Al-Shâfi`î and Tasawwuf
by Sh. G. F. Haddad - Shawwâl 1423

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Imâm al-Shâfi`î recommended tas.awwuf
on condition that knowledge accompany it.

He declared in his Dîwân:

Faqîhan wa-s.ufiyyan fakun laysa wâh.idan
fa'innî wa-h.aqqillâhi iyyâka ans.ah.u
Fadhâlika qâsin lam yadhuq qalbuhu tuqan
wahâdhâ jahûlun kayfa dhûl-jahli yas.luh.u

Be both a jurisprudent and a s.ûfî - never just one of the two.
Truly, by the Divine Right, I am advising you sincerely!
For the former is hardened, his heart tastes no Godwariness,
While the latter is ignorant - of what use is the ignorant?

This is similar to Imâm Sufyân al-Thawrî's statement that

“Among the best of people
is the S.ûfî learned in jurisprudence.”

Among al-Shâfi`î's sayings on Sufism and S.ûfîs:

•  “I accompanied the S.ûfîs for ten years and benefited from them but from two words: their statement that
time is as word: if you do not cut it, it cuts you,

and their statement that
deprivation is immunity.”[3]

Some versions have “three words” and add “their statement that
if you do not keep your ego busy with truth
it will keep you busy with falsehood.

•  “If a rational man does not become a S.ûfî he does not reach noon except he is a dolt!”[4] Abû Nu`aym narrates this from Muh.ammad ibn `Abd al-Rah.mân ibn al-Fad.l, from Abû al-H.asan [Ah.mad ibn Muh.ammad ibn al-H.ârith] ibn al-Qattât [al-Mis.rî], from the thiqa Muh.ammad ibn Abî Yah.yâ, from the thiqa Imâm Yûnus ibn `Abdal-A`lâ, from the Imâm.

  A contrary version of the latter saying reads: “A rational man does not become a S.ûfî except he reaches noon a dolt!”[5] Al-Bayhaqî narrates this from al-H.âkim, from Abû Muh.ammad Ja`far ibn Muh.ammad ibn al-H.ârith,from al-H.asan ibn Muh.ammad ibn al-D.ah.h.âk (IbnBah.r), both of unknown reliability. For obvious reasons, this is the preferred version of the detractors of Sufis.

Imâm al-Nawawî in his Bustân al-`ârifîn fîl-Zuhd wal-Tas.awwuf
(“The Garden of the Knowers in Asceticism and Tas.awwufî”) narrated with his chain fromal-Shâfi`î the saying:

“Only the sincere one (al-mukhlis.)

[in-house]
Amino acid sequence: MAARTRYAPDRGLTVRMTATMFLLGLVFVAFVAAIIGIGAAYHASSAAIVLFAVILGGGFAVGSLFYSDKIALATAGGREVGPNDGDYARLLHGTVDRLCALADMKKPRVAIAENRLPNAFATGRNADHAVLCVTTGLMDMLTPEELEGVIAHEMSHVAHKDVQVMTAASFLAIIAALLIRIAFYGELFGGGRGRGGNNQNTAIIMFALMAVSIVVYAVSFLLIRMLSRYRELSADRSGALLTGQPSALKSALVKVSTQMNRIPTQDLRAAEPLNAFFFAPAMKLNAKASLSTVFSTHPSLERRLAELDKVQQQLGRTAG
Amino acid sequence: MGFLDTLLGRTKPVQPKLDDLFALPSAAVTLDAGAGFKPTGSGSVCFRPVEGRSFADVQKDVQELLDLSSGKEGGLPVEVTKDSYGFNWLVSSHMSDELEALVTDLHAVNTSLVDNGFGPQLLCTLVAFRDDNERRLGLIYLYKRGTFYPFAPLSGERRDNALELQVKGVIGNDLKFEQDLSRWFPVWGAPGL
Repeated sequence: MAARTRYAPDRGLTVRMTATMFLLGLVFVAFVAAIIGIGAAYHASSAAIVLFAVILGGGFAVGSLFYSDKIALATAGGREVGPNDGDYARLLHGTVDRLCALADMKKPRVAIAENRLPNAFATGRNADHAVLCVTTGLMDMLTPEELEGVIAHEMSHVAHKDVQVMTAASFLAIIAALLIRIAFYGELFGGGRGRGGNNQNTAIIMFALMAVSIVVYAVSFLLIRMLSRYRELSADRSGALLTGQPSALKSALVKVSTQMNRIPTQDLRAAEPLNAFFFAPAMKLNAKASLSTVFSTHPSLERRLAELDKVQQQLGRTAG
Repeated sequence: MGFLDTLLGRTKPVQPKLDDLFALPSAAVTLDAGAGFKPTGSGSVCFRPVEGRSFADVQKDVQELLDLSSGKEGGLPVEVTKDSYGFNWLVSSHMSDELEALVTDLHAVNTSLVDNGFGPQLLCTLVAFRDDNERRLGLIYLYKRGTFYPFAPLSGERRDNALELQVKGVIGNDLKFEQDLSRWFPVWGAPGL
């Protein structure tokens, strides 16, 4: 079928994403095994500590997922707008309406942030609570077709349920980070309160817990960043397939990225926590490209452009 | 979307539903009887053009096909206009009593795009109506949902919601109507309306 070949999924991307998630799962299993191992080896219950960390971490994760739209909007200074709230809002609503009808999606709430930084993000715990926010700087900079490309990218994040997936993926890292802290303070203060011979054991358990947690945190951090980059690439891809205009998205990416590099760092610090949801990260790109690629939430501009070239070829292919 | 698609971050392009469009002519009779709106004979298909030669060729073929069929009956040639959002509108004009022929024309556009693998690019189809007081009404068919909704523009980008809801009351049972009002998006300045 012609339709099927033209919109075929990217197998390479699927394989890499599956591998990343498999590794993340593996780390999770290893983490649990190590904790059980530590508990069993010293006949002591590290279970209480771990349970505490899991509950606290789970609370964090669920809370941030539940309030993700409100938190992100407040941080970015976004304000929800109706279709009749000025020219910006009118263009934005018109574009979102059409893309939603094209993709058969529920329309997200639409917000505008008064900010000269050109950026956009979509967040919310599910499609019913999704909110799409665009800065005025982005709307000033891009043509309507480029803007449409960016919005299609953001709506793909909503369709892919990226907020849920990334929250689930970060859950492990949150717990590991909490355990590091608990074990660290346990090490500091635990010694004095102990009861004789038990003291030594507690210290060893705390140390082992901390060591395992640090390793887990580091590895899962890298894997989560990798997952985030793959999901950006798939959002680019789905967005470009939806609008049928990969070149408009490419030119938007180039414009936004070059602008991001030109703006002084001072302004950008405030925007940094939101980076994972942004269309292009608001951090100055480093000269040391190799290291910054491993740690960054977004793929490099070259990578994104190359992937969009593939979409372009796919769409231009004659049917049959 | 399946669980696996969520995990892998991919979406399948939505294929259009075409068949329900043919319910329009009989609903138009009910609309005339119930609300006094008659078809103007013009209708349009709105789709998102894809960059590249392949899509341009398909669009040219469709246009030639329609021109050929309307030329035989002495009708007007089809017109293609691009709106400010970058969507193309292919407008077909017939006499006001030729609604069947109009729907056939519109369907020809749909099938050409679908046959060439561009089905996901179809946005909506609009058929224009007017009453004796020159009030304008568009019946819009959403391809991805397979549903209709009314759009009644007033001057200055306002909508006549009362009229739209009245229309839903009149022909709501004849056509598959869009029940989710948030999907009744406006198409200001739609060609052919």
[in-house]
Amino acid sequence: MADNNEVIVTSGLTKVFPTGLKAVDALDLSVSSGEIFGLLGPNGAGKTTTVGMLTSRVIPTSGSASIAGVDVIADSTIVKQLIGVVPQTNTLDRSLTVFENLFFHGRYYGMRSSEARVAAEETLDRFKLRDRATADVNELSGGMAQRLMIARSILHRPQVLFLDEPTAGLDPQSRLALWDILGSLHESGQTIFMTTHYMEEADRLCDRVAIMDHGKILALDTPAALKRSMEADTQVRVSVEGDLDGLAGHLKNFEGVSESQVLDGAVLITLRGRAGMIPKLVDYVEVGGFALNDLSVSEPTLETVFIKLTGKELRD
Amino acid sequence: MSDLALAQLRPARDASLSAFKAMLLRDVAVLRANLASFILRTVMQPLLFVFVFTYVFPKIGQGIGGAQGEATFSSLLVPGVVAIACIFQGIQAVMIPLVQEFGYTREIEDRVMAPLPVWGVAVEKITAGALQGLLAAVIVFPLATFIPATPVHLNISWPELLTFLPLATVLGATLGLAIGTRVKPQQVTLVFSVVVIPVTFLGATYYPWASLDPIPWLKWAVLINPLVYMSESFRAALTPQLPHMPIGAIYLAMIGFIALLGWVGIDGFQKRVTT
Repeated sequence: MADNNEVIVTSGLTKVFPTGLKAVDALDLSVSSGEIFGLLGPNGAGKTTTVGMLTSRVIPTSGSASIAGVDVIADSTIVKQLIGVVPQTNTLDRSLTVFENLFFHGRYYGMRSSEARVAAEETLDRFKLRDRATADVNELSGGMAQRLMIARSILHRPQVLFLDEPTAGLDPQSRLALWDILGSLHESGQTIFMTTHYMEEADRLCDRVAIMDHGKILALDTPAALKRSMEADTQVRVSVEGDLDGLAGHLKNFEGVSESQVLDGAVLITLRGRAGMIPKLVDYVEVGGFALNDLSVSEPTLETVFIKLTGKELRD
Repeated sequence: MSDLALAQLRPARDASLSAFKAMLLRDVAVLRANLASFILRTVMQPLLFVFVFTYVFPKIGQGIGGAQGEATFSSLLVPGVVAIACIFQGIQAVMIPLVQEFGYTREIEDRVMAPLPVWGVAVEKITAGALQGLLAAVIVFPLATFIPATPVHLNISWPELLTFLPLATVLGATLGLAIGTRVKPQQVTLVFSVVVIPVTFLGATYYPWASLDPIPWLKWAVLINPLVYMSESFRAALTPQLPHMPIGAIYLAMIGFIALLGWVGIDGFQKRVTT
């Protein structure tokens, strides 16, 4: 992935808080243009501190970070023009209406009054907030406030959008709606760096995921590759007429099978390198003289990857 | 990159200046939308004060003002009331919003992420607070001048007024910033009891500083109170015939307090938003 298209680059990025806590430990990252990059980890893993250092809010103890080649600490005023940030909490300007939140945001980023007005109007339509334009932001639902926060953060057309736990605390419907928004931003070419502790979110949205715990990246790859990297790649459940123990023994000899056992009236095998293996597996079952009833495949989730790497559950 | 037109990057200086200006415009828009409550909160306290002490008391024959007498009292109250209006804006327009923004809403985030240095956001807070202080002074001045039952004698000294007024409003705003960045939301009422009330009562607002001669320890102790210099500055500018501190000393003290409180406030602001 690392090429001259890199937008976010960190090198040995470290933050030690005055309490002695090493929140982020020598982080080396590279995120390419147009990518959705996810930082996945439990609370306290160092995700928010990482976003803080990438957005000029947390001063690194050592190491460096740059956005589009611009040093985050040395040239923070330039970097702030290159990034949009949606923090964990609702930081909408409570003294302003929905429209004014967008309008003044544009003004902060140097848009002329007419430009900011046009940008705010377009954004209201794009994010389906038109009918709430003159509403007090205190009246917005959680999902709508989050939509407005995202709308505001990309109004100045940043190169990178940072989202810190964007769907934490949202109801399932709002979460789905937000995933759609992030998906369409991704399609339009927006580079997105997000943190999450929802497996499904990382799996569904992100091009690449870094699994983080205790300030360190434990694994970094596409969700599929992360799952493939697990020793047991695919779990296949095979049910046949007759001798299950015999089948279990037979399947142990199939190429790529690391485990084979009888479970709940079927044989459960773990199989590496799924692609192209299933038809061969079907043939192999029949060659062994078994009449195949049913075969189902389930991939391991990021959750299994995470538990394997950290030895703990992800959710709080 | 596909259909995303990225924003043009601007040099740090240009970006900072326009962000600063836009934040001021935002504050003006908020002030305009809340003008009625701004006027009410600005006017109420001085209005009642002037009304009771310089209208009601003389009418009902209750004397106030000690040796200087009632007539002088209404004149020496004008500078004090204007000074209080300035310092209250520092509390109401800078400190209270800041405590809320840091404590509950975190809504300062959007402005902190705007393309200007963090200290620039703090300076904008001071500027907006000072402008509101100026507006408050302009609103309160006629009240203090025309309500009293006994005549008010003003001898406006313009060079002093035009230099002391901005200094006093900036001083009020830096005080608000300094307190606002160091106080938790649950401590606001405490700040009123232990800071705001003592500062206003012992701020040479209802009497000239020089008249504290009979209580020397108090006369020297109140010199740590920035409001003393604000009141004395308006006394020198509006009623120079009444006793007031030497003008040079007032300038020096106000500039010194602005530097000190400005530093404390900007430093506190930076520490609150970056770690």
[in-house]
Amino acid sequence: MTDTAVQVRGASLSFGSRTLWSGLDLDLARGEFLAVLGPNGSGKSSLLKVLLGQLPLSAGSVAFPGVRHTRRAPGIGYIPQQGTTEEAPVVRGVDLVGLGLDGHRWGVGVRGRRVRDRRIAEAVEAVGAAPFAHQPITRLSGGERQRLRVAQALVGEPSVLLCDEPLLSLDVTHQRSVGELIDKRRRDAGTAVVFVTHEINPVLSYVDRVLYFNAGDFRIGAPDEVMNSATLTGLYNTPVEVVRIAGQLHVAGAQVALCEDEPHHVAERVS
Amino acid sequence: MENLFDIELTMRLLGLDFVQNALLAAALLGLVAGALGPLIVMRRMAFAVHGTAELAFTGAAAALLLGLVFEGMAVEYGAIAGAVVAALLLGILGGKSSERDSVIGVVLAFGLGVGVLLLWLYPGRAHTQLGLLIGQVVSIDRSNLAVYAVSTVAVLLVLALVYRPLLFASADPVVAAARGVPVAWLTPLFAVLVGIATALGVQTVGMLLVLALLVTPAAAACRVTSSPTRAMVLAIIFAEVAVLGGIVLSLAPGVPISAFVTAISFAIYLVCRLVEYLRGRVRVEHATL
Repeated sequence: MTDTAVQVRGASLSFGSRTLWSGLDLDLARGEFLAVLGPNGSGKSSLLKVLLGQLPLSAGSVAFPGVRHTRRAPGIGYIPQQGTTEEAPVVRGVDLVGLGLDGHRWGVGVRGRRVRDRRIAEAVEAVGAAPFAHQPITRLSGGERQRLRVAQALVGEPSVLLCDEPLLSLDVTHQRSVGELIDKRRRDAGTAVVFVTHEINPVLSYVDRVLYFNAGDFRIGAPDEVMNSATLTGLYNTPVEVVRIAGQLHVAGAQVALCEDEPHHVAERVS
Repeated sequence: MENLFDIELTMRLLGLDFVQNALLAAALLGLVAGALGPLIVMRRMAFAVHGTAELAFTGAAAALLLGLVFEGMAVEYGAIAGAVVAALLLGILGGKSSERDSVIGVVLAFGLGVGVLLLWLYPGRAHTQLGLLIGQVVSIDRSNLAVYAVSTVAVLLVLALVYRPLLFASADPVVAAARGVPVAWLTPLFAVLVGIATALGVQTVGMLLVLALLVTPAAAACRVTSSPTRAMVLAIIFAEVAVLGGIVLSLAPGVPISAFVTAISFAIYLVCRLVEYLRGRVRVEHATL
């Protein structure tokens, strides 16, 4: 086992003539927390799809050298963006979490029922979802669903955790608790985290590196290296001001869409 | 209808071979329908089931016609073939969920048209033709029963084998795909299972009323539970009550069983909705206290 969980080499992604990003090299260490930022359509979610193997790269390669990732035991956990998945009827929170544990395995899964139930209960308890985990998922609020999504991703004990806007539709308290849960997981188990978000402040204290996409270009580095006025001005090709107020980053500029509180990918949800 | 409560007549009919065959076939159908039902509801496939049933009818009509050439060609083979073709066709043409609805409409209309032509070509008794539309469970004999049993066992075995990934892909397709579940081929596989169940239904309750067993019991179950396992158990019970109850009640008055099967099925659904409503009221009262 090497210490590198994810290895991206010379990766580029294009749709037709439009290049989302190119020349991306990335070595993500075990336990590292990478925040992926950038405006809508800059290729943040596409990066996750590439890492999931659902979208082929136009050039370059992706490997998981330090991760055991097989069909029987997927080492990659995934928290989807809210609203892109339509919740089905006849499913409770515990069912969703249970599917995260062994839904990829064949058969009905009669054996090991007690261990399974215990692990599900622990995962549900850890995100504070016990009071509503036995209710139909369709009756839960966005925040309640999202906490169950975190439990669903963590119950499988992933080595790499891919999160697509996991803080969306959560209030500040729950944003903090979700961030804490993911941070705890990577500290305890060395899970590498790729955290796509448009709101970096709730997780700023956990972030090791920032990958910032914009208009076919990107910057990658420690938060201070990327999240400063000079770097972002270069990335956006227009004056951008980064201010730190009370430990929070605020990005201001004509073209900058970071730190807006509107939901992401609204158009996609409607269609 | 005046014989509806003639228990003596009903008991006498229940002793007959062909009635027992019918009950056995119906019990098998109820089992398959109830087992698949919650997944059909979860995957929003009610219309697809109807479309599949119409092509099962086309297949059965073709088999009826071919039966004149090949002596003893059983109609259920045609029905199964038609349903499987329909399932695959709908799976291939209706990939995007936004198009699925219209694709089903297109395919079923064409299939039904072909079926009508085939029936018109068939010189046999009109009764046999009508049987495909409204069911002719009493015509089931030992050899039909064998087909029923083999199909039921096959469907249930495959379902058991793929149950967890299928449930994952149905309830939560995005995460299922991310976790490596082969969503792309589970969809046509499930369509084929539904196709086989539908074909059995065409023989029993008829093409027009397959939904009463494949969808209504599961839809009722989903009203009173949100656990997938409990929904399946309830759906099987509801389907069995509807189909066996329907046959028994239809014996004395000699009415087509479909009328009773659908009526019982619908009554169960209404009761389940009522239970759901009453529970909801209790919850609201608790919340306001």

can recognize self-display (al-riyâ').”

Al-Nawawî comments: “This means that it is impossible to know the reality of self-display and see its hidden shades except for one who resolutely seeks (arâda) sincerity. Such a one strives for a long time, searching, meditating, examining at length within himself until he knows, or knows something of what self-display is. This does not happen for everyone. Indeed, this happens only with special ones (al-khawâs.s.). But for a given individual to claim that he knows what self-diplay is, this is real ignorance on his part.”[6]

In Makka al-Shâfi`î was the student of al-Fud.ayl ibn `Iyâd.. It is said that he also took tas.awwuf from the ascetic shepherd Shaybân al-Râ`î. Little is known of the latter and there is no report of the two having ever met but there is a narration that Shaybân went on pilgrimage on foot with Sufyân al-Thawrî who witnessed him tame a lion and tweak its ear [7]

- Allâh have mercy on them and be well-pleased with them! -


[1] Al-Shâfi`î, Dîwân (p. 177 #45).

[2] Narrated by al-Harawî al-Ans.ârî in his T.abaqât al-S.ûfiyya.

[3] Narrated from Muh.ammad ibn Muh.ammad ibn Idrîs al-Shâfi`î by al-Bayhaqî in Manâqib al-Shâfi`î (2:208) cf. Ibn al-Qayyim in Madârij al-Sâlikîn (3:128) and al-Jawâb al-Kâfî (p. 208-209) and al-Suyût.î in Ta'yîd al-H.aqîqat al-`Aliyya (p. 15).

[4] Narrated from Yûnus ibn `Abd al-A`lâ by Abû Nu`aym, H.ilya (1985 ed. 9:142).

[5] Narrated by al-Bayhaqî, Manâqib (2:207) cf. Ibn al-Jawzî, S.ifat al-S.afwa (1:25) and Talbîs Iblîs (1985 ed. p. 447) and Ibn Taymiyya in his Istiqâma (p. 414).

[6] Al-Nawawî, Bustân al-`ârifîn (p. 53-54).

[7] In Abû Nu`aym, H.ilya (1985 ed. 7:68-69) and al-Dhahabî, Siyar (7:203-203=al-Arna'ût. ed. 7:268). Another rare narration reports other of his miraculous gifts (karâmât) in Abû Nu`aym, H.ilya (1985 ed. 8:317 #434=1997 ed. 8:354 #425).

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